It’s fair to say that I like pork belly. Just a little. Or, is that alot? Yes, it is. ALOT. It’s such a fine cut of meat, packed full of flavour and with that gorgeous crispy crackling as a bonus. It’s cheap too!
I’ve blogged about it in the past (Slow Roast Pork Belly with Cider & Lentils), and it occured to me recently that I ‘ve never blogged about doing it simply without wine or cider, herbs or spices, just au natural. Now, there’s a petit oversight and one which I’ll rectify now.
There are a couple of important things about cooking pork belly. Start it off at a very high temperature, to wake up that crackling and get it moving. Then turn down the heat and roast it long enough to render out the fat. Then blast that sleepy crackling under the grill so it blisters and crisps, almost aching and arching with the effort.
I got another great new tip recently from one of my many cookbooks. Before roasting, pour some boiling water over the pork belly skin, so that the lines that your butcher has cut through the skin pull apart, encouraging fantastic crackling, and reminding it of the job ahead.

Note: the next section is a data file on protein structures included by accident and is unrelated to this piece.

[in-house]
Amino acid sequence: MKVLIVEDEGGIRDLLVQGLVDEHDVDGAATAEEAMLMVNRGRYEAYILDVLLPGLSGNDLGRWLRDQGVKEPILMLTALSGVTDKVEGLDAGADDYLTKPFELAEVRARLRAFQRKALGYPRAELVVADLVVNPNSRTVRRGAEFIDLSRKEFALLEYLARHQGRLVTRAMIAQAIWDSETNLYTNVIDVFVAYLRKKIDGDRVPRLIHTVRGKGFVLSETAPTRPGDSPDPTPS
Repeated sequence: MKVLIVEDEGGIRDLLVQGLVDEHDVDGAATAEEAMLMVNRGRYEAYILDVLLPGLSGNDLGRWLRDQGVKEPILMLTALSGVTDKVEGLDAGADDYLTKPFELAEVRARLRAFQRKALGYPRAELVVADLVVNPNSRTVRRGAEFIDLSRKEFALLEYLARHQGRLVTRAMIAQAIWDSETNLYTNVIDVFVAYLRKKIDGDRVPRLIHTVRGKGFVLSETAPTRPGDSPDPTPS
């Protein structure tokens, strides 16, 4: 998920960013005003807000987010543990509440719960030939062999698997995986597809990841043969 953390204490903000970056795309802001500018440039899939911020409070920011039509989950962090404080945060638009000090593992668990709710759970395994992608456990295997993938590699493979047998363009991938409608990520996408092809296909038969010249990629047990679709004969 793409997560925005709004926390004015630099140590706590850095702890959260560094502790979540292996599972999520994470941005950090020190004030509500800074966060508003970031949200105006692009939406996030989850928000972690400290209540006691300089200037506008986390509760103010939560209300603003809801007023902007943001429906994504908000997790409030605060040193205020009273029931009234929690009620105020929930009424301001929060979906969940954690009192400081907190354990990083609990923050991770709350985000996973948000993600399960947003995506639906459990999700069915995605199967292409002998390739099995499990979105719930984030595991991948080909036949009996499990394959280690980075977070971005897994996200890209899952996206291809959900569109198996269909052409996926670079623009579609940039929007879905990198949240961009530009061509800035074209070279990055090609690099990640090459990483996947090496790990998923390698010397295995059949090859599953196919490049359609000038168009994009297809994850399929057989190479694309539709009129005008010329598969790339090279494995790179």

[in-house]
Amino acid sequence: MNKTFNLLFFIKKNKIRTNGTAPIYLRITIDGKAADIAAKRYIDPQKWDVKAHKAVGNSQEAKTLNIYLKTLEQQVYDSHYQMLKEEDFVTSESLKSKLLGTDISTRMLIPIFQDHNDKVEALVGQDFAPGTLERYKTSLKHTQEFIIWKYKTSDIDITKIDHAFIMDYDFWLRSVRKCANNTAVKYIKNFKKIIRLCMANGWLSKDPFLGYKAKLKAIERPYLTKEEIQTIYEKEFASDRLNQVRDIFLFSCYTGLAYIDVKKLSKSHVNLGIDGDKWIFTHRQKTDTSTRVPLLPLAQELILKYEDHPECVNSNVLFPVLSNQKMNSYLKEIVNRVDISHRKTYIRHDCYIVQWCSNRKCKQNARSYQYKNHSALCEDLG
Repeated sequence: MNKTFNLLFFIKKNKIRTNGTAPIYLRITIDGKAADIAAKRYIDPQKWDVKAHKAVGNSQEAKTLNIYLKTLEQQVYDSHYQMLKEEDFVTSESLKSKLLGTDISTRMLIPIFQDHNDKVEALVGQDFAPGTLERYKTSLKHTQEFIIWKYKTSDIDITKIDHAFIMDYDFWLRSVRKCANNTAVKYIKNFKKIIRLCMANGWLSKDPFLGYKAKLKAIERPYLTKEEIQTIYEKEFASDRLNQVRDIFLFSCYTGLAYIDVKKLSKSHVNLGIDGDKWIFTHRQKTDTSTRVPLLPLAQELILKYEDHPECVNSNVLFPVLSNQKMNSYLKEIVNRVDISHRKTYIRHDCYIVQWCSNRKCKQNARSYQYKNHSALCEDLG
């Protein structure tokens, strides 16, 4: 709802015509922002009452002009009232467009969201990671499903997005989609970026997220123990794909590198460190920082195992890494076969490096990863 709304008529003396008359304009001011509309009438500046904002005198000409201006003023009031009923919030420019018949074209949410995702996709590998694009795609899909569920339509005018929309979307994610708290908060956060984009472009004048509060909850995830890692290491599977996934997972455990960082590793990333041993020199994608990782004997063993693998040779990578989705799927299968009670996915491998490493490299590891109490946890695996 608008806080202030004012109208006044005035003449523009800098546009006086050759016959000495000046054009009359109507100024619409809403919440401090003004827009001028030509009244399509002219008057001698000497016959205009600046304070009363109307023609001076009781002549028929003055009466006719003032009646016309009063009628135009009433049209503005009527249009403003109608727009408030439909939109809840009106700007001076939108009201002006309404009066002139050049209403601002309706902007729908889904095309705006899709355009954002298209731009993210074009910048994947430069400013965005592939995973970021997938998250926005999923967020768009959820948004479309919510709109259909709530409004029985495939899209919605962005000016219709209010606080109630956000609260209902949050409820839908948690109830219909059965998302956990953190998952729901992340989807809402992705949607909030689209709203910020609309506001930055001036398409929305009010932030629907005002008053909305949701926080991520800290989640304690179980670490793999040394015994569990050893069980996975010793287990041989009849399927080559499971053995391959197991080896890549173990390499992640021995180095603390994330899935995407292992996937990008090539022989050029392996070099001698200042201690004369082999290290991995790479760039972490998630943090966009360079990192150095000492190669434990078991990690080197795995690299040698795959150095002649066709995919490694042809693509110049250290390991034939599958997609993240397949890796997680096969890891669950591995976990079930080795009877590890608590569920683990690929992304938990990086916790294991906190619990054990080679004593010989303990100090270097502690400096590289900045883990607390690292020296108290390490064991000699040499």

This was enough for two, and I had leftovers. I served it with cavolo nero flash fried with red chilli and garlic. It was a fantastic accompaniment.
1kg pork belly, ask your butcher to cut through the crackling (score it) or do it yourself with a stanley knife, cutting parallel lines through the skin as far as but not through the flesh underneath
Preheat the oven to 250 degrees celsius.
Put the pork belly in a metal colander and pour boiling water over the top. Drain then pat dry with kitchen paper. Rub some olive oil and sea salt into the flesh (not the skin) and rub sea salt into the skin, and into the grooves cut there.
Place on a rack in a baking tray, to allow the fat to drip out, and roast for 15 minutes, then reduce the temperature to 170 degrees and roast for a further hour and a half (roughly – depends on your cut of meat and the oven – keep an eye on it).
Put on the grill and put the pork belly under it to crisp the crackling. This only takes a few minutes. Take care not to burn it, which can happen very quickly.
Rest for 10-15 minutes, and serve sliced, with the crackling on top. This is delicious served simply with greens like cavolo nero, sprout tops or kale.
Latest posts by Niamh (see all)
- Tomato and Paprika Braised Sausages with Charred Lettuce - July 23, 2017
- Lemon and Coconut Tadka Dal - July 21, 2017
- The Grand Journey from Bombay Sapphire (In Partnership with Bombay Sapphire) - July 20, 2017